Travel & Wine Update

March 3, 2022

Learn about the Haut-Médoc Region of Bordeaux, France

The Haut-Médoc zone is home to the "famous four" appellations of Margaux, Pauillac, Saint-Estèphe and Saint-Julien


Which Chateaux in Bordeaux have the most sought after wines?

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The 1855 classification of Bordeaux wines was created at the request of Emporer Napoleon III, to be presented at the Exposition Universelle de Paris. Showcasing the very best French wines, the classification ranked sixty top Bordeaux reds. The original rankings still stand 160 years later, with only one change; the promotion of Chateau Mouton Rothschild to Premier Cru status in 1973.

Of the five Bordeaux wines to be ranked as First Growths (1er Cru Classé), four are located in the Haut-Médoc

  1. Chateau Lafite Rothschild, Pauillac
  2. Chateau Latour, Pauillac
  3. Chateau Margaux, Margaux
  4. Chateau Mouton Rothschild, Pauillac


Château Lafite Rothschild has been owned by the Rothschild family since the 19th century. The name Lafite comes from the surname of the La Fite family, the original owners of the property. In the 18th century, before Rothschild acquired the chateau, the wine of Château Lafite was called "The King's Wine." Lafite's reputation was assured when Thomas Jefferson visited the estate and became a lifelong customer. The French Revolution and the Reign of Terror resulted in the execution of Château Lafite’s owner and the estate became public property. In 1868 the Château was purchased by Baron Rothschild, and the estate became Château Lafite Rothschild.


Château Latour lies at the very southeastern tip of the commune of Pauillac, at its border with Saint-Julien, and only a few hundred meters from the banks of the Gironde estuary. In 1331, a Tor à Saint-Lambert was built along with garrison fort to guard against attack during the Hundred Years' War. The tower gave its name to the estate, but the original tower no longer exists. In the 17th century, a circular tower (La Tour de Saint-Lambert) was built on the estate, and it remains a strong symbol of the vineyard. Though two centuries apart, this building is said to have been constructed using the original edifice.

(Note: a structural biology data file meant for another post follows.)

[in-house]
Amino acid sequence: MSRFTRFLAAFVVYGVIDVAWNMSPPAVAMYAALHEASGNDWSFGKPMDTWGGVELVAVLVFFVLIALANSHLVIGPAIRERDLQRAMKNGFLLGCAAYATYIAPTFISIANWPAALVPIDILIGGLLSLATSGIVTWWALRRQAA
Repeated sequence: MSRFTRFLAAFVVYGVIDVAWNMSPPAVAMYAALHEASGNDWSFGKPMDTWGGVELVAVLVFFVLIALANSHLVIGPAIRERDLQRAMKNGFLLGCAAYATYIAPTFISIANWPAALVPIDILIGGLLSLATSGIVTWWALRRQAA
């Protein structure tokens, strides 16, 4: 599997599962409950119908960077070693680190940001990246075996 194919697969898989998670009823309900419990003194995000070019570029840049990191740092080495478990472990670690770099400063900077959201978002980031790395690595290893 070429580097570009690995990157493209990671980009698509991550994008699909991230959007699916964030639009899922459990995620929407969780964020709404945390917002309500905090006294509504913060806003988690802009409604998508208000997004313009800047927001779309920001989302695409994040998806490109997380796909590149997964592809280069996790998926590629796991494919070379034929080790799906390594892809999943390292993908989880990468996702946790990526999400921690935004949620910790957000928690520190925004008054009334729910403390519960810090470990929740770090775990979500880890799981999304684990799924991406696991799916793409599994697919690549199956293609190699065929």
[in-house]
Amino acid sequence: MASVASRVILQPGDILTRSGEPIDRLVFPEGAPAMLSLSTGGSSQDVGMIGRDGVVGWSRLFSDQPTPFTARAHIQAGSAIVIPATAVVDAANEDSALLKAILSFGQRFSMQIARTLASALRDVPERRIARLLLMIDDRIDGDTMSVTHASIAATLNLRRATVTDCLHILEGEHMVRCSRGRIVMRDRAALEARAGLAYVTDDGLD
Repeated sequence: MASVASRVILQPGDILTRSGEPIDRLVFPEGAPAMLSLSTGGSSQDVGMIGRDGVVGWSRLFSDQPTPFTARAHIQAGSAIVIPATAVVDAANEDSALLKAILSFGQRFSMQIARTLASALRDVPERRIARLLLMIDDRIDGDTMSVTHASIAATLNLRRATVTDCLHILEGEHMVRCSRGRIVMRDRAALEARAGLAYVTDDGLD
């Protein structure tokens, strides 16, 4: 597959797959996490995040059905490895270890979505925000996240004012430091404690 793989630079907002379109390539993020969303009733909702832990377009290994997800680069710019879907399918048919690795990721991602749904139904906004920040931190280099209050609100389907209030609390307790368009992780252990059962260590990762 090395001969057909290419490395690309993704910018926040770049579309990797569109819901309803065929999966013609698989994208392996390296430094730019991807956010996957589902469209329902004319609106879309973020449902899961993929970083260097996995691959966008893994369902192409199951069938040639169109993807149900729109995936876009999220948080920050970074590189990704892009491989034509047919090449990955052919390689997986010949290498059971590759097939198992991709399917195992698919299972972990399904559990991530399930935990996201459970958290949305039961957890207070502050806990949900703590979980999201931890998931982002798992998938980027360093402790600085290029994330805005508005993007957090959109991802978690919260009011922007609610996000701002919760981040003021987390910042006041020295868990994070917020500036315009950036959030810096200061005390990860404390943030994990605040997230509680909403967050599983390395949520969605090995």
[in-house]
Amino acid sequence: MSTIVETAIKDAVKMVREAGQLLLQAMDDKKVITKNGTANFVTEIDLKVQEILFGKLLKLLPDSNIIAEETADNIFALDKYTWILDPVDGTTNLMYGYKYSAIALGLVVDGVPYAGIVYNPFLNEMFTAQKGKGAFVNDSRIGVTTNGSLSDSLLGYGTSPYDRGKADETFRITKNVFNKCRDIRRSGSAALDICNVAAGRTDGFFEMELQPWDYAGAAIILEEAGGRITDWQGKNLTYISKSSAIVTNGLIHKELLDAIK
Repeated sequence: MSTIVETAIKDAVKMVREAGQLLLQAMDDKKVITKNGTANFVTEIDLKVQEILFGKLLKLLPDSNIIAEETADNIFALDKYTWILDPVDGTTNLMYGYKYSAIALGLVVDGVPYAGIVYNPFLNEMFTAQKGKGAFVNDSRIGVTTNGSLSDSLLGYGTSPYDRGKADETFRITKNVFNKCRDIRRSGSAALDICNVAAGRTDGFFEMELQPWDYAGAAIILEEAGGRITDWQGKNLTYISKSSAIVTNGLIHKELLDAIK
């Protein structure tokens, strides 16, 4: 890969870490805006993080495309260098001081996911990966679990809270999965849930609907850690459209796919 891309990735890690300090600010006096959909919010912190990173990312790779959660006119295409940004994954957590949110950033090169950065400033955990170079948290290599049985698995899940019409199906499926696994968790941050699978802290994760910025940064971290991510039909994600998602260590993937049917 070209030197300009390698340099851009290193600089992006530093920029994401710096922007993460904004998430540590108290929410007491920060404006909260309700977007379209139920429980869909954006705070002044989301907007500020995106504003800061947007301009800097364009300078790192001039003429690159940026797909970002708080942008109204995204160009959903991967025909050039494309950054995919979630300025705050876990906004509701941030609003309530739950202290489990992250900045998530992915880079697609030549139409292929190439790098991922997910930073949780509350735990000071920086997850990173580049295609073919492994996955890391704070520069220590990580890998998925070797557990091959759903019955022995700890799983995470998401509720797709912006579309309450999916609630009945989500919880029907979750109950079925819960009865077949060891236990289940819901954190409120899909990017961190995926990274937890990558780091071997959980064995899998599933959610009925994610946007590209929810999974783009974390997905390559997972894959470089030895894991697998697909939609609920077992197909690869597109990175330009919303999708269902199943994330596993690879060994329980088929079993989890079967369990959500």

Wine under names such as "Margou" and "Margous" were known as early as the 15th century. The early 18th century saw the wine develop from a pale watery drink, to the dark, complex liquid that has been stored in cellars ever since. The transformation was largely due to an estate manager named Berlon, who revolutionized techniques of wine-making and acknowledged the importance of soil quality. 


The Bordeaux Wine Official Classification of 1855 was based entirely on recent market prices for a vineyard's wines, with one exception: Château Mouton Rothschild. London-born Rothschild was looking forward to his place on the 1855 Classification, only to find that experts ignored his estate entirely. He referred to this as "the monstrous injustice.” In 1973, Mouton was elevated to "first growth" status after decades of intense lobbying by its powerful and influential owner, the only change in the original 1855 classification.

The Most Fun Way to Learn about Wine is to Experience the Wine Where it is Made

Join Coggin Travels to Taste the Wines of Bordeaux

October 20-27, 2022

Aboard the AmaDolce in Bordeaux, France

Our 7 day itinerary takes us to the best and most interesting places in Bordeaux

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